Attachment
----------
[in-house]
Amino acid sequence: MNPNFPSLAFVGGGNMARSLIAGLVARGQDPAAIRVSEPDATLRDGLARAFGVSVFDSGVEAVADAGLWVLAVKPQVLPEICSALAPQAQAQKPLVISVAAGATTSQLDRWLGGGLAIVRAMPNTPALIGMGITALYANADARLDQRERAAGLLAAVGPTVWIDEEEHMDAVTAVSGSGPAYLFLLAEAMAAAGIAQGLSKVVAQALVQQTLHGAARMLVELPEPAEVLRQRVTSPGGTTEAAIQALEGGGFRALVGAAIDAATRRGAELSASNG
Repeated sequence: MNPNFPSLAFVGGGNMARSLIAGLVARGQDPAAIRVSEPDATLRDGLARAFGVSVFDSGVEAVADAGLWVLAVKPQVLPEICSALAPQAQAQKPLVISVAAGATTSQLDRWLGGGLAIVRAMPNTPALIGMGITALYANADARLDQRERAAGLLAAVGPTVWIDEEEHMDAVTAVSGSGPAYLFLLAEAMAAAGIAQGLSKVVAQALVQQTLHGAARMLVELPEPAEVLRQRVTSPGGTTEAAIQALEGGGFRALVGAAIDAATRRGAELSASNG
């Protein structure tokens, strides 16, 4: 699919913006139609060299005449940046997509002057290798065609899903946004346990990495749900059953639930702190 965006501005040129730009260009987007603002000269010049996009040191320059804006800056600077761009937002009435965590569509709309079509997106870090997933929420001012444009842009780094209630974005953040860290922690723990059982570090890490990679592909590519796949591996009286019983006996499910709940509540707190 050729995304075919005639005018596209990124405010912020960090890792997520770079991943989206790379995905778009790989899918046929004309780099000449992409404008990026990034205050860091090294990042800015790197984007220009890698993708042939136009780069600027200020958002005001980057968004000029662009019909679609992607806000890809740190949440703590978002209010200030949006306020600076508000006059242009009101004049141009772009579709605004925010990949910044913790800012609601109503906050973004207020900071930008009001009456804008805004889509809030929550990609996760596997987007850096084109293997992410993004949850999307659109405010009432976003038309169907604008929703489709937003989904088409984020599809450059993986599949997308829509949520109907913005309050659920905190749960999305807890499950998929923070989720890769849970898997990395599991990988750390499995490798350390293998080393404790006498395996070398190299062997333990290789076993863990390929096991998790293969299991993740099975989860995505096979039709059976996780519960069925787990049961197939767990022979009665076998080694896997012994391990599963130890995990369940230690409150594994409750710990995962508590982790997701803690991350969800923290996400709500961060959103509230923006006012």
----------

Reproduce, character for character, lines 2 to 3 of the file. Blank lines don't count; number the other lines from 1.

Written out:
Amino acid sequence: MNPNFPSLAFVGGGNMARSLIAGLVARGQDPAAIRVSEPDATLRDGLARAFGVSVFDSGVEAVADAGLWVLAVKPQVLPEICSALAPQAQAQKPLVISVAAGATTSQLDRWLGGGLAIVRAMPNTPALIGMGITALYANADARLDQRERAAGLLAAVGPTVWIDEEEHMDAVTAVSGSGPAYLFLLAEAMAAAGIAQGLSKVVAQALVQQTLHGAARMLVELPEPAEVLRQRVTSPGGTTEAAIQALEGGGFRALVGAAIDAATRRGAELSASNG
Repeated sequence: MNPNFPSLAFVGGGNMARSLIAGLVARGQDPAAIRVSEPDATLRDGLARAFGVSVFDSGVEAVADAGLWVLAVKPQVLPEICSALAPQAQAQKPLVISVAAGATTSQLDRWLGGGLAIVRAMPNTPALIGMGITALYANADARLDQRERAAGLLAAVGPTVWIDEEEHMDAVTAVSGSGPAYLFLLAEAMAAAGIAQGLSKVVAQALVQQTLHGAARMLVELPEPAEVLRQRVTSPGGTTEAAIQALEGGGFRALVGAAIDAATRRGAELSASNG